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GrainGenes Reference Report: FPS-8:156

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TaRar1 Is Involved in Wheat Defense against Stripe Rust Pathogen Mediated by YrSu
Frontiers in Plant Science
Wang X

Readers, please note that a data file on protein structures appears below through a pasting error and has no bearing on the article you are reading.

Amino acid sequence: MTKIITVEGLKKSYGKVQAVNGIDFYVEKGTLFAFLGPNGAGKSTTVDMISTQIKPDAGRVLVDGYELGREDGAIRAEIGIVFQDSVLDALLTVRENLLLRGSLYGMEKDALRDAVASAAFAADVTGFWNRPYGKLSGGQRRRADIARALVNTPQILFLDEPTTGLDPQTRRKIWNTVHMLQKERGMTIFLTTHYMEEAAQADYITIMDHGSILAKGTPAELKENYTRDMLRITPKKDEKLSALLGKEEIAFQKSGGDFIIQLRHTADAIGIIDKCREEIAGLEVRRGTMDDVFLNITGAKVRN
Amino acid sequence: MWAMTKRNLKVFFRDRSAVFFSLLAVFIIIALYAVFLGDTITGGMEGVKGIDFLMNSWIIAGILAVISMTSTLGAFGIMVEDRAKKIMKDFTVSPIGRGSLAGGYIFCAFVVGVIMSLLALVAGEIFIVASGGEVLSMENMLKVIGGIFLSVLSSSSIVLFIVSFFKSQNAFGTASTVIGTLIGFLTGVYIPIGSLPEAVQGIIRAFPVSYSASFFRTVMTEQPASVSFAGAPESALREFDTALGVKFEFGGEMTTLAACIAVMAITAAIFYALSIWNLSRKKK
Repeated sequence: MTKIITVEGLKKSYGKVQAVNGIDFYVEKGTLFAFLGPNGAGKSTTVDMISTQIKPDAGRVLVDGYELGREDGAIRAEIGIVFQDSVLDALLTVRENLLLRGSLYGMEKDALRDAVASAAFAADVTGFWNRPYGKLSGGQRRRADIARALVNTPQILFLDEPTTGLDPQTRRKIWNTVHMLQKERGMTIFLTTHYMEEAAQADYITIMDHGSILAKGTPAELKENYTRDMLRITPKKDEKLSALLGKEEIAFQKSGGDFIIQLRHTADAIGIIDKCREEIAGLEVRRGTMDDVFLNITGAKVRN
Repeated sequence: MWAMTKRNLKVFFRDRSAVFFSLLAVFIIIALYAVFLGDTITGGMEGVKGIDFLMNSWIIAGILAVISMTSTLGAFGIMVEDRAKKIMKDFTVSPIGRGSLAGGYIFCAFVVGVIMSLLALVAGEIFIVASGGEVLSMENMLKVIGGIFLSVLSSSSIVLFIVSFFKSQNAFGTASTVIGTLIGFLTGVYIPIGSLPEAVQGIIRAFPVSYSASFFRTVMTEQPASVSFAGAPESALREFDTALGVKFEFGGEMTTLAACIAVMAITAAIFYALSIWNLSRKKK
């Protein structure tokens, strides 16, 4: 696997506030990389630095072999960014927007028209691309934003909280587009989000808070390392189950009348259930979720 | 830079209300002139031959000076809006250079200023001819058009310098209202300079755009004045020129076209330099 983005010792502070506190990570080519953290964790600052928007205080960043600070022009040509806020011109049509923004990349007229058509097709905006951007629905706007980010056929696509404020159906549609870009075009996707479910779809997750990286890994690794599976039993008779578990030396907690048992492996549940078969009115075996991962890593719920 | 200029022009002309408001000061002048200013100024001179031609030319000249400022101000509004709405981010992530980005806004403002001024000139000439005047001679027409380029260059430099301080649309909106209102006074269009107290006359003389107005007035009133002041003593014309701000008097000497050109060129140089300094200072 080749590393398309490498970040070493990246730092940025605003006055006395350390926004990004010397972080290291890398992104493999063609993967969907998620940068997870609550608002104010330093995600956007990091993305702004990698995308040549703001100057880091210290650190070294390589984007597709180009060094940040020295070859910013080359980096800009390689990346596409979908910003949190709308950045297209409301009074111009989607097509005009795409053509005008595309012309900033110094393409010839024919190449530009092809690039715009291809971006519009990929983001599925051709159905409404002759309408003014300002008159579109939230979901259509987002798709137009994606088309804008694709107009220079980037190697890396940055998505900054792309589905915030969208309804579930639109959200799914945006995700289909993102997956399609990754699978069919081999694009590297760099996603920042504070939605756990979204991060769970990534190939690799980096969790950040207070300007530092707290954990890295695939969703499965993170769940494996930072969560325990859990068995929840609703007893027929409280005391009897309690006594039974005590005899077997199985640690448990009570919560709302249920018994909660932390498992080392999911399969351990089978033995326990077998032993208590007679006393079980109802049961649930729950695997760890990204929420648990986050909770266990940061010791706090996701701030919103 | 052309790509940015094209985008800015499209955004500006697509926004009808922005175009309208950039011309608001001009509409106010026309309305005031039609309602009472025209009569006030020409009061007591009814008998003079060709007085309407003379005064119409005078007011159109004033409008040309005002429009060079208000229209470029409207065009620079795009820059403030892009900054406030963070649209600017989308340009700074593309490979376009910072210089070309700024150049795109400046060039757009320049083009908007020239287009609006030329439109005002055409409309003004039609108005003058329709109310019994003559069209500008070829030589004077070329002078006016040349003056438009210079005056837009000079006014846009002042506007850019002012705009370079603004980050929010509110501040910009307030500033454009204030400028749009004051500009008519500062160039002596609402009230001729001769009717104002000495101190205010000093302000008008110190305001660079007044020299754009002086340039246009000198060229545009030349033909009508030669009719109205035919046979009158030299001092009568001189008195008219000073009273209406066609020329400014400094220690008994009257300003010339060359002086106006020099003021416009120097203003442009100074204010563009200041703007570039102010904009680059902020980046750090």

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RAR1 is a eukaryotic zinc-binding protein first identified as required for race-specific resistance to powdery mildew in barley. To study the function of TaRAR1 involvement in wheat (Triticum aestivum L.) defense against the infection of stripe rust pathogen Puccinia striiformis f. sp. tritici (Pst), we identified and cloned three wheat homeologous genes highly similar to the barley HvRar1, designated as TaRar1-2A, TaRar1-2B, and TaRar1-2D. The three TaRAR1 proteins all contain two conserved cysteine-and histidine-rich domains (CHORD-I and -II) shared by known RAR1-like proteins. Characterization of TaRar1 expression revealed that the expression was tissue-specific and up-regulated in wheat during stripe rust infection. Moreover, the transcription of TaRar1 was induced by methyl jasmonate, ethylene, and abscisic acid hormones. The same results were observed with drought and wound treatments. After TaRar1 was silenced in wheat cultivar Suwon11 containing the stripe rust resistance gene YrSu, the endogenous salicylic acid (SA) level, the hydrogen peroxide (H2O2) accumulation and the degree of hypersensitive response (HR) were significantly decreased, and the resistance to the avirulent pathotype of stripe rust was compromised. Meanwhile, the expression of catalase, an enzyme required for H2O2-scavenging, was up-regulated. Taken together, we concluded that TaRar1 is involved in wheat defense against stripe rust mediated by YrSu, and the defense was through SA to influence reactive oxygen species accumulation and HR.
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